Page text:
overcoming adversity personal statement. feedback

(Personal Statement Examples, Advice, Critique, . . . )
josemnz83
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overcoming adversity personal statement. feedback

Postby josemnz83 » Sat Oct 20, 2012 9:00 pm

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Last edited by josemnz83 on Mon Oct 22, 2012 9:18 pm, edited 1 time in total.

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LoveLife89
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Re: overcoming adversity personal statement. feedback

Postby LoveLife89 » Sat Oct 20, 2012 11:05 pm

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Last edited by LoveLife89 on Mon Oct 22, 2012 11:46 pm, edited 1 time in total.

josemnz83
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Re: overcoming adversity personal statement. feedback

Postby josemnz83 » Sat Oct 20, 2012 11:43 pm

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Last edited by josemnz83 on Mon Oct 22, 2012 9:18 pm, edited 1 time in total.

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SumStalwart
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Re: overcoming adversity personal statement. feedback

Postby SumStalwart » Sun Oct 21, 2012 11:43 am

I think that it might benefit you to write your personal statement on being dismissed from law school and what you have done since then. Then you can do the separate "overcoming adversity" paper, discussing the relationship that you had with your parents (specifically your Mom), then address the illness.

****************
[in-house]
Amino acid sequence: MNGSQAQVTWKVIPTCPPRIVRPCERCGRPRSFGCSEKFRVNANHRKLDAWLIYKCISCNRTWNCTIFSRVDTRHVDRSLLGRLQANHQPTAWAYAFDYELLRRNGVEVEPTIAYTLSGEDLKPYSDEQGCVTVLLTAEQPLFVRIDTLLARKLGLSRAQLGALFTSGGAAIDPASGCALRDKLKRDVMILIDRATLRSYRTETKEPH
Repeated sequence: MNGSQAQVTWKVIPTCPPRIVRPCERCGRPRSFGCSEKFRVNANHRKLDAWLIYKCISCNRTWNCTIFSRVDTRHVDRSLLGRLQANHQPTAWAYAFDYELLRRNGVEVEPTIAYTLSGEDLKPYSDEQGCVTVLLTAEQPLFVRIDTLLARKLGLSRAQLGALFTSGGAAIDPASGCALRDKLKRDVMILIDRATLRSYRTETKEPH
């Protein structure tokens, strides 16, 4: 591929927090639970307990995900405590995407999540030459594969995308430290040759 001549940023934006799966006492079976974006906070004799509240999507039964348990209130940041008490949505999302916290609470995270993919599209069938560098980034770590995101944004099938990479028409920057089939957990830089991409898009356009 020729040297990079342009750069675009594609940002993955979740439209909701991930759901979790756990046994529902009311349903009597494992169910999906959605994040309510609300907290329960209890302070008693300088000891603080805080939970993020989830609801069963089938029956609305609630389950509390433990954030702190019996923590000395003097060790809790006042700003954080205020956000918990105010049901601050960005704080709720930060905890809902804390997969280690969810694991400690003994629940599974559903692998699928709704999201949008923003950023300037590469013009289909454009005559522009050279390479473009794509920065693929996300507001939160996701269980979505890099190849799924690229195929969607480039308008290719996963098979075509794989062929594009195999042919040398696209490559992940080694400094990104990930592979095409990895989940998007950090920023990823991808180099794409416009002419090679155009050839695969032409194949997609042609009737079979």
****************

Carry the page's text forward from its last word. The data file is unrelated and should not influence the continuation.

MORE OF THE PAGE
This way, you can explain the "elephant in the room," i.e. your dismissal from law school, and then frame it in such a way that it demonstrates your emotional and intellectual growth. For the addendum, it will allow you to show how you grew up with difficult circumstances, but, through it all, you were able to prevail. They are both emotional stories, which you can leverage to demonstrate your intellectual capabilities, your drive, and your growth since your dismissal.

Good luck with your readmission into law school!

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LoveLife89
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Re: overcoming adversity personal statement. feedback

Postby LoveLife89 » Sun Oct 21, 2012 4:48 pm

josemnz83 wrote:Thanks for the feedback. I agree with your assessment. The law school I am interested allows candidates to turn in 1) a personal statement and 2)an attachment explaining how the candidate has dealt with adversity in the past. Alternatively the candidate can combine the two into a personal statement, which is what I tried to do.

I'm beginning to think that it would be best for me to separate the two. Do you agree?

Option 1
Personal statement-story about overcoming language barrier and dealing with new culture (2 pages)
Attachment- show how I have overcome adversity (mother's illness) (1 page)

Option 2
Personal statement- story about how I have matured since been dismissed from law school, including mom (2 pages)
Attachment- show how I have overcome adversity (language) (1 page)

Option 3
Please tell me!!! :mrgreen:


check your PM

josemnz83
Posts: 62
Joined: Tue Jun 19, 2012 4:19 pm

Re: overcoming adversity personal statement. feedback

Postby josemnz83 » Sun Oct 21, 2012 7:23 pm

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Last edited by josemnz83 on Mon Oct 22, 2012 9:18 pm, edited 1 time in total.

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SumStalwart
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Re: overcoming adversity personal statement. feedback

Postby SumStalwart » Sun Oct 21, 2012 8:37 pm

DO NOT SUBMIT THIS:
josemnz83 wrote:My inability to prioritize and balance my time wisely resulted in an academic dismissal from law school, and I accept full responsibility for such.